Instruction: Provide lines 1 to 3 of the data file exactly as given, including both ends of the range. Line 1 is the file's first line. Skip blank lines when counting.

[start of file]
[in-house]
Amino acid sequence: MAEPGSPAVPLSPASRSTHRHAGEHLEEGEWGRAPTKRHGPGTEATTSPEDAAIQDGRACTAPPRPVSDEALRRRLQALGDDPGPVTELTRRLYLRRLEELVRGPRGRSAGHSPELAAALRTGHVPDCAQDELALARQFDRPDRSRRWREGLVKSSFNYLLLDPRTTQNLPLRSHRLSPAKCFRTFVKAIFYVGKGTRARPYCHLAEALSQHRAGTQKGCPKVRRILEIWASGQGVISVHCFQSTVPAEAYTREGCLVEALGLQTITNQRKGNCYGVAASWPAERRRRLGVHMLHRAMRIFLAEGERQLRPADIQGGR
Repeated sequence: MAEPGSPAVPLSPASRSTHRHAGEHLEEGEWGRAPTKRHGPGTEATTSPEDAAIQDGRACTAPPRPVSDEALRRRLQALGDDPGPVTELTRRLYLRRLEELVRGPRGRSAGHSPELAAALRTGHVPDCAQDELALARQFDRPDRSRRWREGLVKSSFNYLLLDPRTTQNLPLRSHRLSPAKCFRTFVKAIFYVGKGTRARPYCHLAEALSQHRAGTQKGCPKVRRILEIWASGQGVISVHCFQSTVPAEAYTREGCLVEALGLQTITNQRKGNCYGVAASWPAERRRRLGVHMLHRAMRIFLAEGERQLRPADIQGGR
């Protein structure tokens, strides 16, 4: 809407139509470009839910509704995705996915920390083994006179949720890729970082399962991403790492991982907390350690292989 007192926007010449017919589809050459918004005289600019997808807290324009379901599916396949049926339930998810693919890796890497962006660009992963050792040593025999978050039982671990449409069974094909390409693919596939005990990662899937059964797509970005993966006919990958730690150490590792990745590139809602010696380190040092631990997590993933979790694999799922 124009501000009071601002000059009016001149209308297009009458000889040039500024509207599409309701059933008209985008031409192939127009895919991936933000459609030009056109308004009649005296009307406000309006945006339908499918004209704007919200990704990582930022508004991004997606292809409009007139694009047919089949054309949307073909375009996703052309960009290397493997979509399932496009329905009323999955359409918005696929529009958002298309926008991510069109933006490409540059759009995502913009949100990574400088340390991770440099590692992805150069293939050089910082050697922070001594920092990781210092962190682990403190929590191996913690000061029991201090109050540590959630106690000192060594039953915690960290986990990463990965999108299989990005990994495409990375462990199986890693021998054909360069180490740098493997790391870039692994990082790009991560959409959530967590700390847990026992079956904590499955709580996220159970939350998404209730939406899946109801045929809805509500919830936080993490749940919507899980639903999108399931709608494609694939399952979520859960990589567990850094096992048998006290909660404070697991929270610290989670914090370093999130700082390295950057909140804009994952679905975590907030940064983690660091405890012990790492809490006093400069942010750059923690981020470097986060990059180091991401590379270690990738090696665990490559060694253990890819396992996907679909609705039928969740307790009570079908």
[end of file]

[in-house]
Amino acid sequence: MAEPGSPAVPLSPASRSTHRHAGEHLEEGEWGRAPTKRHGPGTEATTSPEDAAIQDGRACTAPPRPVSDEALRRRLQALGDDPGPVTELTRRLYLRRLEELVRGPRGRSAGHSPELAAALRTGHVPDCAQDELALARQFDRPDRSRRWREGLVKSSFNYLLLDPRTTQNLPLRSHRLSPAKCFRTFVKAIFYVGKGTRARPYCHLAEALSQHRAGTQKGCPKVRRILEIWASGQGVISVHCFQSTVPAEAYTREGCLVEALGLQTITNQRKGNCYGVAASWPAERRRRLGVHMLHRAMRIFLAEGERQLRPADIQGGR
Repeated sequence: MAEPGSPAVPLSPASRSTHRHAGEHLEEGEWGRAPTKRHGPGTEATTSPEDAAIQDGRACTAPPRPVSDEALRRRLQALGDDPGPVTELTRRLYLRRLEELVRGPRGRSAGHSPELAAALRTGHVPDCAQDELALARQFDRPDRSRRWREGLVKSSFNYLLLDPRTTQNLPLRSHRLSPAKCFRTFVKAIFYVGKGTRARPYCHLAEALSQHRAGTQKGCPKVRRILEIWASGQGVISVHCFQSTVPAEAYTREGCLVEALGLQTITNQRKGNCYGVAASWPAERRRRLGVHMLHRAMRIFLAEGERQLRPADIQGGR